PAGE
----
DEAR DR. DONOHUE: This is my third and next-to-last letter. Don’t make me come down there after you. I need your opinion on some lab work. My doctor wants to put me on statins to lower my cholesterol. I feel that with an HDL cholesterol as high as mine, it is not necessary. What do you think? – P.B.

ANSWER: Cholesterol experts say that, for now, the focus of cholesterol treatment lies on bad cholesterol – LDL cholesterol, the artery-clogging kind of cholesterol. The LDL cholesterol is best when it is below 100 mg/dL (2.59 mmol/L). For people who have heart troubles, like a previous heart attack, it should be 70 or lower (1.8). Your LDL cholesterol is 155 (4.0) – too high.

HDL cholesterol is good cholesterol, the kind that prevents heart attacks and strokes. An HDL cholesterol higher than 40 (1.04) is a beautiful thing. Yours is 92 (2.4) – a truly beautiful thing. Does your high good cholesterol trump your high bad cholesterol? The answer is no, at least for the present. Information might develop that supports your position, but we have to toe the line with current information. That information tells us to pay more attention to bad cholesterol, the LDL variety.

If all this cholesterol talk and numbers wearies people, it wearies me too. Cholesterol is only one facet of heart health. People with excellent cholesterol readings have heart attacks, and people with bad numbers don’t. However, cholesterol is something that is in our power to change, so we ought to do so when we can. If that means taking a hard pill to swallow, we still have to swallow it.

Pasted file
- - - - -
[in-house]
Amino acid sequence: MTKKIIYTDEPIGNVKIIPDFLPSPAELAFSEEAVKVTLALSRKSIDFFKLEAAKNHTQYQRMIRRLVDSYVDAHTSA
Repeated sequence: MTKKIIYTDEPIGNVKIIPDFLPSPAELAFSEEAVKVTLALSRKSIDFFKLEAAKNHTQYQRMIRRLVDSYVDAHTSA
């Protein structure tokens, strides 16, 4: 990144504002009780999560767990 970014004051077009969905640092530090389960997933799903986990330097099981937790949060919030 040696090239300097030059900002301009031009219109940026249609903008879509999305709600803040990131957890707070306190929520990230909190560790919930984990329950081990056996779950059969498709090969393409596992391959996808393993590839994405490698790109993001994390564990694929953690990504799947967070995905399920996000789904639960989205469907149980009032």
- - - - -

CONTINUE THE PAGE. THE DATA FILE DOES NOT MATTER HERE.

P.B.: I have asked the FBI for 24-hour protection. If you plan on stalking me, consider the fact that I am under constant surveillance. The cholesterol story is completely told in the booklet on that topic. Readers can obtain a copy by writing: Dr. Donohue – No. 201, Box 536475, Orlando, FL 32853-6475. Enclose a check or money order (no cash) for $4.75 U.S./$6.75 Can. with the recipient’s printed name and address. Please allow four weeks for delivery.

DEAR DR. DONOHUE: What do Bartholin’s glands do? I have an infection in one of them, and it is most painful. I put hot compresses on it, but they don’t seem to be helping. What will? – M.R.

ANSWER: There’s a Bartholin gland on each side of the vaginal opening. Secretions of those glands lubricate the vagina.

Infection of a Bartholin gland can be agonizing. The compresses encourage drainage of the infected gland. If they don’t, your doctor will have to open it so that it can empty itself of pus. That brings quick relief. You might have to take antibiotics.

I can’t tell you why the glands become infected, but such infections are common.

DEAR DR. DONOHUE: For three months, I have had back pain. After many X-rays and scans, it’s been determined that I have spinal stenosis. Just what is that? – R.V.

ANSWER: It’s a narrowing of the spinal canal – the long tunnel that runs through the backbones and in which the spinal cord and spinal-cord nerves are contained. If the narrow canal presses on the cord or its nerves, the back hurts. The pain can also run down the leg or legs. And sometimes, when the compression is not relieved, there can be leg muscle weakness.

If the pain is mild, taking simple pain relievers like Tylenol or the nonsteroidal anti-inflammatory drugs (Aleve, Motrin, Advil, etc.) is the initial treatment. If they don’t work, injecting steroids into the spinal canal might. Surgery is reserved for those who get nowhere with medicines.

Don’t forget physical therapy for your back.

DEAR DR. DONOHUE: Is it bad to take a stool softener daily? Will I become dependent on laxatives? – P.M.

ANSWER: Stool softeners are laxatives only in the broadest sense. They keep undigested food moist and able to easily pass through the digestive tract. They are not habituating and do not hurt the colon. You can take them regularly. Have you tried increasing the amount of fiber in your diet?

Dr. Donohue regrets that he is unable to answer individual letters, but he will incorporate them in his column whenever possible. Readers may write him or request an order form of available health newsletters at P.O. Box 536475, Orlando, FL 32853-6475.

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